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Dr Shehzad Naroo - Aston University. Birmingham, , GB

Dr Shehzad Naroo

Reader, Optometry | Aston University


Dr Naroo's research interests include contact lenses, dry eye, corneal biomechanics, laser refractive surgery, cataract and lens surgery.







How Aston University are improving eye care in the UK and Palestine




Dr Naroo is an Associate Professor (Reader) at Aston University and teaches in the area of anterior eye. Shehzad’s research interests include contact lenses, dry eye, corneal biomechanics, laser refractive surgery, cataract and lens surgery, intraocular lenses, sports vision and business aspects of UK eye health care. He has authored and co-authored nearly 200 publications (including peer-reviewed, editorials, textbook chapters, non-peer-reviewed etc.).

He is Editor-in-Chief of the British Contact Lens Association (BCLA) journal ‘Contact Lens and Anterior Eye’ and Global President of the International Association of Contact Lens Educators (IACLE). He is a Fellow of the BCLA, IACLE, American Academy of Optometry, European Academy of Optometry and Optics and College of Optometrists. In 2014 he was awarded honorary lifetime membership of the BCLA and in 2017 was awarded lifetime fellowship of IACLE. In 2015 he was awarded the World Council of Optometry (WCO) International Optometrist Award due to various projects helping not-for-profit hospitals and universities in countries, with less developed health care systems, working towards improving their education and patient care. In 2017 he became a member of the International Society for Contact Lens Research, whose membership restricted to around 100 people from around the world who are deemed to be the top researchers in the field of contact lenses. In 2019 he was listed as the 8th global expert in the field of presbyopia research and in 2021 he was listed in the top 200 research optometrists in the world.

Areas of Expertise (9)

RE Ophthalmology

Cataract Surgery

Sports Vision

Refractive Surgery‎


Contact Lenses‎

Economics of Eyecare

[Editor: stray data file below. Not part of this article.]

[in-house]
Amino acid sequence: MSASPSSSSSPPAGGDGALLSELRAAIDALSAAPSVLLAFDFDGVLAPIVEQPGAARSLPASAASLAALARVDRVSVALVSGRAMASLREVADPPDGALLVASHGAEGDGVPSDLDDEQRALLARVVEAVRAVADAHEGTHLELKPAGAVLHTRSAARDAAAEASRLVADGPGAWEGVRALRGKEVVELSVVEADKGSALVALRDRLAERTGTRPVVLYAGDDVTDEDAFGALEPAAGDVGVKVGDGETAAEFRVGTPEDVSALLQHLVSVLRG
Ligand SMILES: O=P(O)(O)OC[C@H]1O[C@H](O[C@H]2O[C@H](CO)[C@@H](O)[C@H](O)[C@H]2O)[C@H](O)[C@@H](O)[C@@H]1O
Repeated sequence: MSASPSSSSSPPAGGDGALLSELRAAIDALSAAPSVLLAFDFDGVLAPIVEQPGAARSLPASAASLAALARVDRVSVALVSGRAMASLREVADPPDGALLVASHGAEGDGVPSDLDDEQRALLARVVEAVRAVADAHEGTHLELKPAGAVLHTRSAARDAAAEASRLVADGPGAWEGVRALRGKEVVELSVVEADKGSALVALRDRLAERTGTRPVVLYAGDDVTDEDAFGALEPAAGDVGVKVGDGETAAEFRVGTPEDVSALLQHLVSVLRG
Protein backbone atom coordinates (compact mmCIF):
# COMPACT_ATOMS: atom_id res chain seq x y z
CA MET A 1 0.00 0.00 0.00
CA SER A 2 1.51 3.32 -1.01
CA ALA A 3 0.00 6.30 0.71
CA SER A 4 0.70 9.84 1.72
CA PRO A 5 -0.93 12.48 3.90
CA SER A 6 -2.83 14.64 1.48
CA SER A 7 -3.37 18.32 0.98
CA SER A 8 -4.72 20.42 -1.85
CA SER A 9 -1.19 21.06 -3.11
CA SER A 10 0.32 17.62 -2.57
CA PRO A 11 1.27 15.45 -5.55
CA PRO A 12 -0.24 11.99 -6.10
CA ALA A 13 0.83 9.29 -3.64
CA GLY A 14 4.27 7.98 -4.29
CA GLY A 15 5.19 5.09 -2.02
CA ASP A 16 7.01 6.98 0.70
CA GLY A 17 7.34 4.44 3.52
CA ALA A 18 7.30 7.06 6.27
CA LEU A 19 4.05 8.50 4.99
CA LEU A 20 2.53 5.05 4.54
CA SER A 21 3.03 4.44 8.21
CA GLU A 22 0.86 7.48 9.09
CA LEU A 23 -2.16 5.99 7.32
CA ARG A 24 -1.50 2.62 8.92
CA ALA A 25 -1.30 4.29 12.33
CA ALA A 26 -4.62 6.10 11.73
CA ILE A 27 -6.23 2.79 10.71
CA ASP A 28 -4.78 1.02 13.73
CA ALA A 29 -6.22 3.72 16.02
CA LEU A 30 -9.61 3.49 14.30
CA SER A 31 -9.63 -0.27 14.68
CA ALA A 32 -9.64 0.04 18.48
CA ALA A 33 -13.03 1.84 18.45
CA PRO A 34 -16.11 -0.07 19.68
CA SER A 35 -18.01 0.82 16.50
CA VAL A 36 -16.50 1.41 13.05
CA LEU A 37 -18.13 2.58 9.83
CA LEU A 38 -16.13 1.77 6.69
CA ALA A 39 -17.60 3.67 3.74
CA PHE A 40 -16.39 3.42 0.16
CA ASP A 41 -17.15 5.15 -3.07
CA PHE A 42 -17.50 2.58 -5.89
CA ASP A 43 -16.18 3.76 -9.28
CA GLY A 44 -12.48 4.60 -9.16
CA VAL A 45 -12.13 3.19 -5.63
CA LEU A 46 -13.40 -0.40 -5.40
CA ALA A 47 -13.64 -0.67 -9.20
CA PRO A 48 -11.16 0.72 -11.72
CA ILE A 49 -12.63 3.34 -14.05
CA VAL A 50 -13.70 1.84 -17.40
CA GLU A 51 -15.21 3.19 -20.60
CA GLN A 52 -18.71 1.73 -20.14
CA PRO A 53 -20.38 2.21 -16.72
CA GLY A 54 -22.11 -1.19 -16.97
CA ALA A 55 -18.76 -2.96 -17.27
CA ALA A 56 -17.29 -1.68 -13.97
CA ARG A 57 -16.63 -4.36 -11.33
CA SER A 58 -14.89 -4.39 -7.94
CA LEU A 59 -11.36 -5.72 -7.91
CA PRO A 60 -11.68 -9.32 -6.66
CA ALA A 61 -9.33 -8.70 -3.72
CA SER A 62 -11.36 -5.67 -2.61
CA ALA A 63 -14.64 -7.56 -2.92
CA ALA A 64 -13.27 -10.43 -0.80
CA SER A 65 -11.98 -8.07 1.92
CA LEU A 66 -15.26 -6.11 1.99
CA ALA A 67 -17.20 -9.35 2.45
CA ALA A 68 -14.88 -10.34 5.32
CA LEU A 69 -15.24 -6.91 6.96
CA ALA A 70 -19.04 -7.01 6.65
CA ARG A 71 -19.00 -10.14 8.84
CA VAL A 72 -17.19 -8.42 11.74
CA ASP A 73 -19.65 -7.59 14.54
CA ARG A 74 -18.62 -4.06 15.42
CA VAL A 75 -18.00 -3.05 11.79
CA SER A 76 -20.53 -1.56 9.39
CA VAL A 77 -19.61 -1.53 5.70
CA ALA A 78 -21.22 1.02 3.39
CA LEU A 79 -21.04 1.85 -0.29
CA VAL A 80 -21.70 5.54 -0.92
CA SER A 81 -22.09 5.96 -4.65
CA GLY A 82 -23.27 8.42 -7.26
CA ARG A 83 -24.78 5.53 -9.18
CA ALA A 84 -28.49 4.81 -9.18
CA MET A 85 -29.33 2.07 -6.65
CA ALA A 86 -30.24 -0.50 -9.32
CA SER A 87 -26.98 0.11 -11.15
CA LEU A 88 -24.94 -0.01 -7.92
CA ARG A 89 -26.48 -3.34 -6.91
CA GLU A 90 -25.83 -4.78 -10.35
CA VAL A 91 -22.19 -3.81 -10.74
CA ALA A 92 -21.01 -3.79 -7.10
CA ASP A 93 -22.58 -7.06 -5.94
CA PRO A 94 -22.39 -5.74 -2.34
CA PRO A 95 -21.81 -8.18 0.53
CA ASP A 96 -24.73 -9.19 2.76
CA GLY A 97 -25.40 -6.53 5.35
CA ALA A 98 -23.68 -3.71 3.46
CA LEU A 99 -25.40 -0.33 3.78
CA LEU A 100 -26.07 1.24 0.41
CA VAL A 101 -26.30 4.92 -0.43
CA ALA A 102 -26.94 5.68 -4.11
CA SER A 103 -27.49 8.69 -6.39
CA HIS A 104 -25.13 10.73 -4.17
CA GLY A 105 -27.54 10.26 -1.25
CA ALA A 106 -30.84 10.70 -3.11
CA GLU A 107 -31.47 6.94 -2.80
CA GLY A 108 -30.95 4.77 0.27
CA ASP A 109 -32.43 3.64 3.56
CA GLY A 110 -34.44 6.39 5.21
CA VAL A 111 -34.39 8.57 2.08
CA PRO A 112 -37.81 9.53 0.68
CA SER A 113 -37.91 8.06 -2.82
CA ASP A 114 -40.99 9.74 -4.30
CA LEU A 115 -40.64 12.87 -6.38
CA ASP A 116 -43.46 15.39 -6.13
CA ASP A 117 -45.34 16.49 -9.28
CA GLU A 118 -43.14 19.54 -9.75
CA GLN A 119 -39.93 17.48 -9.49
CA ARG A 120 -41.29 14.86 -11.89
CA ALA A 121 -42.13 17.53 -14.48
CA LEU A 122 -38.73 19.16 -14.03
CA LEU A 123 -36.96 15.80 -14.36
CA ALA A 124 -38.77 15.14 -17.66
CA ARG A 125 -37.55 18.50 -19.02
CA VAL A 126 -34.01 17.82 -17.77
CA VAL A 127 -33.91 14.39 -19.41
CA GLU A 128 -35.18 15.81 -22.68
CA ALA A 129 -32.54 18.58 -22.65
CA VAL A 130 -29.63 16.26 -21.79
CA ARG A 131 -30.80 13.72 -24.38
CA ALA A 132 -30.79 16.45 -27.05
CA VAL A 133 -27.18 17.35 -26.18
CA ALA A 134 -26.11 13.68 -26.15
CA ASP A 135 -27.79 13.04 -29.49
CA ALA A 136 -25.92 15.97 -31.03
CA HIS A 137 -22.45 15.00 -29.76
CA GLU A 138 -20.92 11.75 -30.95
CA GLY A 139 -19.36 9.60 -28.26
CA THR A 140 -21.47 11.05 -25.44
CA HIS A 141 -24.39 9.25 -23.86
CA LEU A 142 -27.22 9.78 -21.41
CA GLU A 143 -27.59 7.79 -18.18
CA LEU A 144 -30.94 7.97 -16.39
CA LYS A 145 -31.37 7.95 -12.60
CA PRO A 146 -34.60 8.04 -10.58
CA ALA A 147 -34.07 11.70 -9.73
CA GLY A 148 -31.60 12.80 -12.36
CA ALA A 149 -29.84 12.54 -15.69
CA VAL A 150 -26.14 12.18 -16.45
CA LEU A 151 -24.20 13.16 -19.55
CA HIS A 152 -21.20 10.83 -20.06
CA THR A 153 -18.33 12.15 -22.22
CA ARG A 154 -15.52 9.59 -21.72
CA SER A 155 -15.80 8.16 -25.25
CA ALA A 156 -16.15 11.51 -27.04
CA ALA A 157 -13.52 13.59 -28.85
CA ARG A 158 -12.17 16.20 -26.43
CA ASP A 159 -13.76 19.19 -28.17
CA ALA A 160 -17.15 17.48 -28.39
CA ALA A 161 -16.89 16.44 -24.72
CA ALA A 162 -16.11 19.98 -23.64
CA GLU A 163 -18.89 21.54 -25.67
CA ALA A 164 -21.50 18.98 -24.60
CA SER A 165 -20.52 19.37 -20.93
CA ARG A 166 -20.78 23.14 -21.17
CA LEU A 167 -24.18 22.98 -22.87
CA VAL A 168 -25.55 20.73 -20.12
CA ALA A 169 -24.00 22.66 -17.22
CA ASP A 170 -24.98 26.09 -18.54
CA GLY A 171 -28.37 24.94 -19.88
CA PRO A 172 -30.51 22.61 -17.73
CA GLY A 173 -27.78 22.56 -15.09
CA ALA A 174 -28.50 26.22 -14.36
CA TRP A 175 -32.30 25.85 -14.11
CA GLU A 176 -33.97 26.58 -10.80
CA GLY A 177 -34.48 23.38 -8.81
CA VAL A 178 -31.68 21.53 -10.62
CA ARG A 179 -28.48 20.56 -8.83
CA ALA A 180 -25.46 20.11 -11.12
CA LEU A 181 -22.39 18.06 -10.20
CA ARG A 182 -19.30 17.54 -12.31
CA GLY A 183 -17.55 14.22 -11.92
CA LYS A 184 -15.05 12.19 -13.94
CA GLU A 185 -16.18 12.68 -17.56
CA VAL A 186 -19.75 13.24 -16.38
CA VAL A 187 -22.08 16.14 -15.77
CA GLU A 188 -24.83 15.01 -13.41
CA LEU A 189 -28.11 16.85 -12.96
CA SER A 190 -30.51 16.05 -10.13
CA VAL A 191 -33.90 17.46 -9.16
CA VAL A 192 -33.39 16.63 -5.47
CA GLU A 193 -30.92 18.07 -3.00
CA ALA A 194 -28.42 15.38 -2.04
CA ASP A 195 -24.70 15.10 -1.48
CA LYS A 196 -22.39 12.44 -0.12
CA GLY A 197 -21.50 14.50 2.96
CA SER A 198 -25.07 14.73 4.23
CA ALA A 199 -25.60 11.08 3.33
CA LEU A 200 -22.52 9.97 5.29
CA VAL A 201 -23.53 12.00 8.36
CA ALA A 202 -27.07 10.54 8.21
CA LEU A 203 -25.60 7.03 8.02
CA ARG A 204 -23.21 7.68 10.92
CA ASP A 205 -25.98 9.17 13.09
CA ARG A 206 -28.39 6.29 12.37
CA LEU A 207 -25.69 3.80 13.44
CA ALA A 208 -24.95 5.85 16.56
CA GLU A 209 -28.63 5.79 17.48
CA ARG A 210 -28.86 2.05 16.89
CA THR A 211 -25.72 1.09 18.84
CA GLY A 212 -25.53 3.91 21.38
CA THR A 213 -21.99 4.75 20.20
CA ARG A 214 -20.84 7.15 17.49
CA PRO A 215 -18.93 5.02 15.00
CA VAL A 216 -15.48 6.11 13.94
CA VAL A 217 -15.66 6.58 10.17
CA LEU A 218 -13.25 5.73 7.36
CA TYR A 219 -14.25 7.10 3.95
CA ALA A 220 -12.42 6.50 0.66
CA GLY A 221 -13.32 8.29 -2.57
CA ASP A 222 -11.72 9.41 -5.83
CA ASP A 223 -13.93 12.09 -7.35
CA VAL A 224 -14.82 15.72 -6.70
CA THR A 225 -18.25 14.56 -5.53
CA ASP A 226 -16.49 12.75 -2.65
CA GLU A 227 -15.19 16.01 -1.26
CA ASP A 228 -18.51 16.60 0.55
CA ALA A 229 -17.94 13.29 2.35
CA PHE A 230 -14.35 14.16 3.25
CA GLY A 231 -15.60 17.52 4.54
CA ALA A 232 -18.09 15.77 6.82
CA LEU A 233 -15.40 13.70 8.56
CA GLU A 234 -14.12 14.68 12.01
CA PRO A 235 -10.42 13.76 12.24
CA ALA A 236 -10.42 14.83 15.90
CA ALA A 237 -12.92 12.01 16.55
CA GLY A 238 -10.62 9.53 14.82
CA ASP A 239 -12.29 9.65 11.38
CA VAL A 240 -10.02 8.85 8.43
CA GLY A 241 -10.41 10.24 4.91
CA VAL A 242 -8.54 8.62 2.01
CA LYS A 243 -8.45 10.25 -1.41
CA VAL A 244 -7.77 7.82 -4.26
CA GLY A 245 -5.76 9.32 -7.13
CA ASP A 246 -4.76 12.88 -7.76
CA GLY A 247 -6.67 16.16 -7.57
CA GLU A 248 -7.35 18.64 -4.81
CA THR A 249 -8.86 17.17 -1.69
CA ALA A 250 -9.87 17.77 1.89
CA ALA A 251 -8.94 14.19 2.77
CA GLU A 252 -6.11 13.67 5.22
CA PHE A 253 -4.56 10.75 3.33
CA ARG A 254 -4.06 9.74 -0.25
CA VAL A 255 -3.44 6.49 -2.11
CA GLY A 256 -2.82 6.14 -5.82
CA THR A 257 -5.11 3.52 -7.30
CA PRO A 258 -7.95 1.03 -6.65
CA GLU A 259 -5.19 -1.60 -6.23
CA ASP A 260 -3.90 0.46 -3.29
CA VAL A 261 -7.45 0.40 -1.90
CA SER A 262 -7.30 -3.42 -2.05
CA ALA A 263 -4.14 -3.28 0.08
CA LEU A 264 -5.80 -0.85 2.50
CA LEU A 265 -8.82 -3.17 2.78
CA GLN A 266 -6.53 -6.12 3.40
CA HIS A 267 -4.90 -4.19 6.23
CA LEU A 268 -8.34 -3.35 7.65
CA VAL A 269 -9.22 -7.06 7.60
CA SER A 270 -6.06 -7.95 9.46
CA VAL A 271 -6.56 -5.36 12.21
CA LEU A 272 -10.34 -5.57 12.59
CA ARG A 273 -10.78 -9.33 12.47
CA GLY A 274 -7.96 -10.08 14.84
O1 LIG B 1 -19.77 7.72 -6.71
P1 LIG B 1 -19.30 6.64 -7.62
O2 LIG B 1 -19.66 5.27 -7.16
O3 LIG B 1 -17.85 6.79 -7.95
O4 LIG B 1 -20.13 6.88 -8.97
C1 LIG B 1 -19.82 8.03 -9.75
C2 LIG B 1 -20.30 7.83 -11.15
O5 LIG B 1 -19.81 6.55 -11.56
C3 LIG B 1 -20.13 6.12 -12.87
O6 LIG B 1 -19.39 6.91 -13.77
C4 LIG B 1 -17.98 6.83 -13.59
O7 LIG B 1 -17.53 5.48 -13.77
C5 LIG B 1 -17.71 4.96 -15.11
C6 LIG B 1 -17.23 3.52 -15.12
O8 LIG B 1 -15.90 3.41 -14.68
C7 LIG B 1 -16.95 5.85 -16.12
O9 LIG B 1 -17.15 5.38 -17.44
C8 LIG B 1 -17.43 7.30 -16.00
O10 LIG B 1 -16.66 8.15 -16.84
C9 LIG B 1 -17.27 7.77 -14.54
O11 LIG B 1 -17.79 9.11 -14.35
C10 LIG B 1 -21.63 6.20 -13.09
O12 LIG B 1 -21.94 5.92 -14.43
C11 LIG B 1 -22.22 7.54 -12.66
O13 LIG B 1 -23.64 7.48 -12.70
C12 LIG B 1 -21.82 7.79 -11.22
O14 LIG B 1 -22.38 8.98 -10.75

Dry Eyes

Accomplishments (5)

Aston University Student Union Most Motivational Academic Award in Life and Health Sciences


World Council of Optometry International Optometrist of the Year


Aston Excellence Award


Honorary Life Fellowship of the British Contact Lens Association


Invited Presenter, All Party Parliamentary Select Committee on Safety in Laser Surgery in the UK, House of Commons, British Parliament


Affiliations (9)

  • Member of International Society for Contact Lens Research
  • Fellow of European Academy of Optometry and Optics
  • Fellow of American Academy of Optometry
  • Fellow of International Association of Contact Lens Educators
  • Member of Association of Optometrists (UK)
  • Member of the British and Irish Universities Council for Contact Lens Education
  • Fellow of British Contact Lens Association
  • Fellow of College of Optometrists (UK)
  • Registered with General Optical Council (UK)

Media Appearances (2)

Conference: Optometry to the fore

Optician Online  online


The accurate assessment of the contour of the anterior eye by topography is still not as widespread a technique as one might expect, especially having heard Dr Shehzad Naroo skilfully demystify the sometimes confused process. After describing a brief history of topography, Naroo went on to show how the technique is helpful in disease detection and monitoring as well as contact lens practice. To illustrate this, he gave his top tips for spotting the cone of a keratoconic (figure 2; spot the cone of a keratoconic). These include noting a steep and displaced apex, thinning on pachymetry with ectasia greater posteriorly, ad increases in higher order aberrations.

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IACLE celebrates 40 years of Exceptional Education

International Association of Contact Lens Educators  online


IACLE President Dr Shehzad Naroo commented: ‘The global impact of IACLE, its members and sponsors is nothing short of exponential. We’re proud to be celebrating IACLE’s achievements over 40 years, while looking ahead to the future for contact lens education.’

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Articles (3)

The broad church of international contact lens societies

Contact Lens and Anterior Eye